An intrepid operative on a sabotage mission enters a rudimentary capsule and is lowered for miles into a depraved world of nihilistic barbarism and filthy futility. Armed only with his wits and a slowly disintegrating map, he must navigate a path through a horrifying dystopia filled with mechanical nightmares and deathly eco-systems built on abuse and suffering.
Our hapless adventurer encounters a race of hessian textured turd people whose entire existence is one of casual expendability and brutal pointlessness. However, they are just the initial fodder in a production line of pain that leads to the mind-blowing origins of life itself.
World-class contender for the longest cinematic gestation period of all time, 33 years to be exact, Mad God is an extraordinary labour of love from the fertile imagination of special effects guru Phil Tippett. The name may not mean much to you, but it is an unavoidable fact that much of his iconic work forms the very fiber of your fondest movie memories.
The holographic chess battle aboard the Millenium Falcon and the ominous advance of AT-AT Imperial Walkers trudging through the snow. The jaw-dropping realism of the scaly beast in Dragonslayer. The epic boardroom meltdown of ED-209 in RoboCop. The goosebump-inducing first encounter with dinosaurs in Jurrasic Park. The heartstopping siege of alien arachnids in Starship Troopers. None of these would exist save for the creative genius of Mr. Tippett.
To say he is well respected in the industry would be a criminal understatement. When Guillermo del Toro hails you as a “master” you know you are bossing your field. Consequently, Mad God is one of the most hotly anticipated animated films in history.
Crammed to bursting point with flamboyant artistry and incendiary imagery, this wordless slop bucket chucked in the face of humanity is wholly unphased by any expectations. Indeed it seeks to challenge and confound them with the kind of burning intensity that can only be sparked into life from the kindling of obsession.
Frequently gross, and consistently oppressive, Mad God attacks the eyeballs like a stop motion honey badger on a mind mauling mission. Snippets of hardcore sex, beyond graphic surgical mutilations, and blood-drenched minitour gang rape are just a few of the surreal and shocking cudgels used to beat the viewer into a submissive state of absorbant wonder. For the most part, it feels like being trapped in the perverse fever dreams of Wallace and Gromit after a late-night binge of absinthe and acid-laced Wensleydale.
As an extended metaphor for the soul-sapping grind of the capitalist model, the film pulls no punches in deconstructing an empathy-starved system that benefits the greedy few who feed upon the blood, sweat, and tears of the many. Yet Mad God, much like the explorer we shadow into the heart of this dystopian despair, goes much deeper than that. It seems to be eliciting condemnation on a species that is compliant in its relentless restocking of the very mechanism that undermines it.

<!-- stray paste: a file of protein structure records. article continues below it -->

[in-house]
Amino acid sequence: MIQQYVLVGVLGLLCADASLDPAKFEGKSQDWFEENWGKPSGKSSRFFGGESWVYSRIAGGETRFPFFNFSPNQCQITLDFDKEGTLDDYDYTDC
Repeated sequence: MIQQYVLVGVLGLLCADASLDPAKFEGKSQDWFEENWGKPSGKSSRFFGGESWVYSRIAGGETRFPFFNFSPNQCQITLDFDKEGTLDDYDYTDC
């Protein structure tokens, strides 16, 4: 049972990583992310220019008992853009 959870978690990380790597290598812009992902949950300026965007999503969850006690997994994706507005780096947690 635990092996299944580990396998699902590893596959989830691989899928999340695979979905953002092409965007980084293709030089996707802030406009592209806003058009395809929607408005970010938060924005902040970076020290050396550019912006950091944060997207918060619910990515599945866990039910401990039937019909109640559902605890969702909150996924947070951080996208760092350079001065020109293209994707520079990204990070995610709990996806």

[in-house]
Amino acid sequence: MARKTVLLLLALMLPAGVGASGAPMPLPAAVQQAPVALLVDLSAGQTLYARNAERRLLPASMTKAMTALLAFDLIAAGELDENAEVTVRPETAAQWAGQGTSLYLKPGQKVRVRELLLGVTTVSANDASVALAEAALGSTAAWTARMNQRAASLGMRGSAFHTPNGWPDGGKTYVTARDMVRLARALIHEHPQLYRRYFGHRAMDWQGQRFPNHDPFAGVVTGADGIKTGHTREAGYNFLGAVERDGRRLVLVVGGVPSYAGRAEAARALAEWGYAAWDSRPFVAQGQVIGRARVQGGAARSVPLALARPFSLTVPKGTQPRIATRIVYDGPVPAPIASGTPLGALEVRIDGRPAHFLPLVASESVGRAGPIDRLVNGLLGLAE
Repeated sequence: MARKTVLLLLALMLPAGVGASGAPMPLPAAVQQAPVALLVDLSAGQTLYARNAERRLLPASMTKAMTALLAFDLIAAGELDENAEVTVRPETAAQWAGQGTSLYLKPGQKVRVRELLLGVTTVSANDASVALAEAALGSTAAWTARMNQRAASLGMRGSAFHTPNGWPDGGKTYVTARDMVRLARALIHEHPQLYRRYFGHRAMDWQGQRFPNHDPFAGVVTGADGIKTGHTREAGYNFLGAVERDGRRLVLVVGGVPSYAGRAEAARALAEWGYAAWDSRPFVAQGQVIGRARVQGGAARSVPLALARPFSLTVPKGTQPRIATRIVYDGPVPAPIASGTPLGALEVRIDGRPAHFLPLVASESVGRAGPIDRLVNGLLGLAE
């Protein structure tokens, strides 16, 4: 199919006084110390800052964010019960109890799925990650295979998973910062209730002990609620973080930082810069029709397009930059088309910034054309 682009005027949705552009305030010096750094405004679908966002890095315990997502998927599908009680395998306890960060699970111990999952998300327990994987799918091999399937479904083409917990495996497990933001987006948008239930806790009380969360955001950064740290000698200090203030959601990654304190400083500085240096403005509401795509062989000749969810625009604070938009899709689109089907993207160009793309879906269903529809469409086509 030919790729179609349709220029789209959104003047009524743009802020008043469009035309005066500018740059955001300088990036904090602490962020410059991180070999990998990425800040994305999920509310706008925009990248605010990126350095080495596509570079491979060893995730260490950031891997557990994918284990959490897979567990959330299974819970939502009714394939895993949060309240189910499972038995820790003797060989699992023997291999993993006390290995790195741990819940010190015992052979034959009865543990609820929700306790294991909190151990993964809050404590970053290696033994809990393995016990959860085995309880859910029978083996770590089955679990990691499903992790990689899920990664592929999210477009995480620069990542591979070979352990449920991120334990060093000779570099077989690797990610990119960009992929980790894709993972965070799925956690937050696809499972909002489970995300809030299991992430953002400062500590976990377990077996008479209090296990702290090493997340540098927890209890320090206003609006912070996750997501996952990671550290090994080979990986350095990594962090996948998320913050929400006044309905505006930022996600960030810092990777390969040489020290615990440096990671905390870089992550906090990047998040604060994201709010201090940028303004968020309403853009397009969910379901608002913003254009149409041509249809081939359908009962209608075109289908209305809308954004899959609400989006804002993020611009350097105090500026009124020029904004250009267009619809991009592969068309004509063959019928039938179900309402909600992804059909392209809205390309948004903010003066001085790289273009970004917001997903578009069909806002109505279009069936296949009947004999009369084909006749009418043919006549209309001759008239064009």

Sandwiched between the fecal waterfalls and nonchalant butchery are some lyrical passages of beauty and serenity. Vibrant shafts of light penetrating an otherwise bleak universe of rinse and repeat exploitation and depression. However, even these segments of respite seem to turn back on themselves and repoint the finger of blame at the naive complacency of a society unwilling to help itself severe the umbilical cord of servitude.
As Ernest Agyemang Yeboah once wrote, “So many people live their lives accepting suffering as a way of life and they end up living their lives in perpetual self-inflicted pain without seeing a need to awake to take steps to their latent joy”, and this encapsulates perfectly the abrasive pathos that fuels Mad God.
Not content with drenching consumerism in a perpetual shitshower, the movie also has plenty of Dantean dung left over to fling at the walls of blind theological faith and man’s unquenchable thirst for war.
For a film with such a heavyweight philosophical agenda, there is a rich vein of mischievous humour running through it. Most of it comes in the form of existential fancy and juxtaposed whimsy. However, keep a keen eye out for the more conventional implementation of easter eggs gleaned from Tippett’s real-world influences such as Robby the Robot from Forbidden Planet.
In fact, Mad God could be fairly described as a huge pop culture pile up in sewage pipe so wide-ranging and inexhaustible are the references it wears on its crud plastered sleeve.
Leaving Mad God to brew for three decades has done nothing to harm the angry tang of its vintage. If anything, it has intensified its sensory overloading bouquet. Not since The Golden Glove has a movie experience invoked the need for a post-credits shower so compulsively.
Tippett himself believes the true power of his monstrous project is “the memory after you watch it”, and I tend to agree with him. Partly because there is almost too much going on to process at the time, and partly because of the nightmare mind state it envokes. Like awakening from horrific night terrors that can only truly be unpacked when they are revisited in the cold light of day.
For such a niche, or should that be Nietzsche, enterprise Mad God has surprisingly ample scope for connecting to huge swathes of varying fanbases. Animation aficionados will be enthralled and appalled in equal measure. Lovers of in-your-face trippy head fucks will be in heaven. Gorehounds and ambulance chasers of the human condition will lap up the carnage and degradation. Fantasy and Sci-Fi buffs will revel in its uncompromising attitude and polluted intellectualism. Body horror and torture porn fiends will find exactly what they seek.
However this anarchic thrill ride finds you, it will drill into your psyche and cling there like a parasitic worm.
North American Premiere Fantasia Film Festival 2021 Scheduled
Animation, Horror | USA | 2021 | 83 mins | Tippett Studio| Dir. Phil Tippett